Edwards takes celebrating too far; Busch's situation gets sadder
Carl Edwards' back flip is unique; adding a rush into the crowd is too much
Kurt Busch's malaise shows no signs of improving after he was 13th in Charlotte
Dale Earnhardt Jr. was voted into the All-Star Race and is discussing re-signing
It lacked high drama, but at least it was nice and long. The annual Sprint Cup All-Star Race may not have provided many clues as to the tone of next week's Coca-Cola 600, but at least it rid Roush Fenway Racing of one of those pesky fast race cars.
1. Carl Edwards has too many celebrations. Back flip, OK. Unique. Maybe he wants to not become a prisoner to the trick like some latter-day Ozzie Smith, so he introduced his rush into the crowd. Combining both gets a little much.
Then Edwards attempted some sort of stage-diving move with the No. 99 Ford, hit a particularly pesky patch of grass and nearly rolled the thing but saved it with a sufficiently destroyed front. Edwards seemed embarrassed and the shop workers who will have to fix or dismantle it were likely a little deflated.
2. Kurt Busch is very much in need of a vacation or a new team. The 2004 Sprint Cup champion has been brutal in his mid-race rebukes of the cars he's been provided that last several weeks, but on Saturday night his ill humors skewed toward melancholy.
After being told rules forbade team from changing springs during the first intermission, he responded, "Yeah, 10-4. Just pack this s--- up." And just later, "I'm sorry guys, but I have just lost all composure on how to do anything right right now."
When informed of a pass-through penalty, after asking his spotter to change the way they play-call his approach to the pit box: "That's even more impressive. You want me to go behind the wall now?"
Eventually, Busch seemed to concede, radioing to his spotter, "Just kick your feet up. Grab a drink with an umbrella."
Oddly, Busch did rally from a lap down with the help of the free pass to finish 13th, but his malaise in his current situation shows no signs of improving. His Penske Racing team still does not appear to be providing him with race-winning cars as in the first few weeks of the season, when he had top-10s in the first four races and led in points for two weeks. But he seems incapable of helping work the team through the issues in a productive manner.
3. That Junior fellow is still quite popular. Perennial "most popular driver" Dale Earnhardt Jr. was named the final entry into the All-Star Race in a less-than-suspenseful pre-race announcement of a national fan vote.
That vote of confidence, although appreciated -- "I see it a whole lot different from this side of the fence than a lot of people do. I didn't take it for granted. I knew my fans were working really hard," he said. -- was perhaps not the most important of the evening. Team owner Rick Hendrick told reporters he hopes to re-sign Earnhardt Jr., who is in his fourth season at Hendrick Motorsports and has produced one win and one Chase for the Championship appearance.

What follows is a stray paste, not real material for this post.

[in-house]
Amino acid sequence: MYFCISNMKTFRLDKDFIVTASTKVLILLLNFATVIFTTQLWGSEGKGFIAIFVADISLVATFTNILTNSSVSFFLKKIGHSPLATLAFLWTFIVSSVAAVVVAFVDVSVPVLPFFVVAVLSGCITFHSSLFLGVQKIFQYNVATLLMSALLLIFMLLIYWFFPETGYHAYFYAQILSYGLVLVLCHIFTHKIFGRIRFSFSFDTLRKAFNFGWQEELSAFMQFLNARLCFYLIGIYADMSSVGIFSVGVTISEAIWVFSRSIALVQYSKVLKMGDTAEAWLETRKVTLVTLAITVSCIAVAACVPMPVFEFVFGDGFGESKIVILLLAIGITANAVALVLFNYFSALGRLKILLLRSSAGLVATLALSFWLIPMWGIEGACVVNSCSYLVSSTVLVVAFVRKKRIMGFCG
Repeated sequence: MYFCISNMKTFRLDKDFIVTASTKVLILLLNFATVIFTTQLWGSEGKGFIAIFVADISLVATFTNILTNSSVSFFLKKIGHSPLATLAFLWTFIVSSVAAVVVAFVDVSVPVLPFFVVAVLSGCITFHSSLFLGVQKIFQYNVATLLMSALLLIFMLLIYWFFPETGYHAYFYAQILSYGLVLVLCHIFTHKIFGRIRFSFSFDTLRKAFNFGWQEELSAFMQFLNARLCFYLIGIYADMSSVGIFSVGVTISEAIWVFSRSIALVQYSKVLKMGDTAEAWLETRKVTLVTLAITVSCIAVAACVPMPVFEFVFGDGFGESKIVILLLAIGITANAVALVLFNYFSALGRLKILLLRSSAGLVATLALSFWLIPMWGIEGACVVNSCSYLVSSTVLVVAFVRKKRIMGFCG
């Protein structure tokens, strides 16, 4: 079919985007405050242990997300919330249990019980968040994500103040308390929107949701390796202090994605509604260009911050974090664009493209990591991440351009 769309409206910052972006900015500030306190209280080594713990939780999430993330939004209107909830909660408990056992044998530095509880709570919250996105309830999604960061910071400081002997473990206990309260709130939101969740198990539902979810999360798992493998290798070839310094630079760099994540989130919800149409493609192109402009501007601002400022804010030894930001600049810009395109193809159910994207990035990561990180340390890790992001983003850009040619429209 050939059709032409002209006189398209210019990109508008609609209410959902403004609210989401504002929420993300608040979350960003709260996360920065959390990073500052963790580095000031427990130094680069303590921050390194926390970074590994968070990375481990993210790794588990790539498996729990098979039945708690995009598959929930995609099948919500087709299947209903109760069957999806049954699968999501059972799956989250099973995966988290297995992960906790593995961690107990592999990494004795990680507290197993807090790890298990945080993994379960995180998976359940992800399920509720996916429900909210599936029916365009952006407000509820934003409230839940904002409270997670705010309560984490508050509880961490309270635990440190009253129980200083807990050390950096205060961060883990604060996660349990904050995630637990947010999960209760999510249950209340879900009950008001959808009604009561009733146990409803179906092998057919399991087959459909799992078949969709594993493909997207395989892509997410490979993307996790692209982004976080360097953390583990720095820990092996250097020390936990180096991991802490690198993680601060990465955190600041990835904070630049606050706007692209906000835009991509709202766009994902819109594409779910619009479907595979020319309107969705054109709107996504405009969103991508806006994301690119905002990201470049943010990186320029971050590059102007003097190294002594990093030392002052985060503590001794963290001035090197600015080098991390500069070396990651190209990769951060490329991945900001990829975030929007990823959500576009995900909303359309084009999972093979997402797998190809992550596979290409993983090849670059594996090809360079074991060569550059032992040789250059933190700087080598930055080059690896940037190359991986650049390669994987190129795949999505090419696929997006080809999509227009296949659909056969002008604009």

"Whatever he said is probably true," Earnhardt Jr. said, drawing laughter. "We've been talking on the phone a little bit, just kind of saying what we think. I'm excited to be where I am. From my heart, it's an amazing organization. There's some great, great people there. I've learned a lot being around there. It's made me a better person.
"We still got a lot of things we would like to accomplish on the racetrack. If I get the opportunity to stick around, I'm definitely excited about that. We've just been talking about it. Hopefully I don't think we'll have any trouble working things out.
4. Despite what the TV talent asserted, $1 million was not enough to incite violence. Certainly, the All-Star Race has in the past excused bad behavior with the excuse of a large payday, but money plus "have at it" equaled little more than a long race with minimal action.
"Typically you see action on the restart. Somebody might spin their tires or something, somebody will try to plug the middle, bump somebody, all hell breaks loose," said runner-up Kyle Busch. "I don't know what happened behind me. Carl and I seemed to take off pretty good. We really didn't spin our tires. I couldn't tell you what happened behind me, how congested it got at all. From my vantage point, it was kind of a tame race today. I don't know what that one caution was for, but I think there were only one or two interruptions besides the normal cautions that we have in this race. Sorry, we didn't give you any scoop or drama."
5. Charlotte Motor Speedway is hosting the Super Bowl party. The new HD video board officially debuted at the track Saturday night is obscenely large -- 80 feet high by 200 feet long and bearing nine million LED lamps -- and for all we know might have delivered the equivalent of 200 chest X-rays to everyone in attendance. But it sure is cool. The public relations staff at CMS has always had an adventurous spirit, so why not a camp-out Super Bowl party? Bring your own franks. Just wave them at the video board, and they'll probably cook in 30 seconds.
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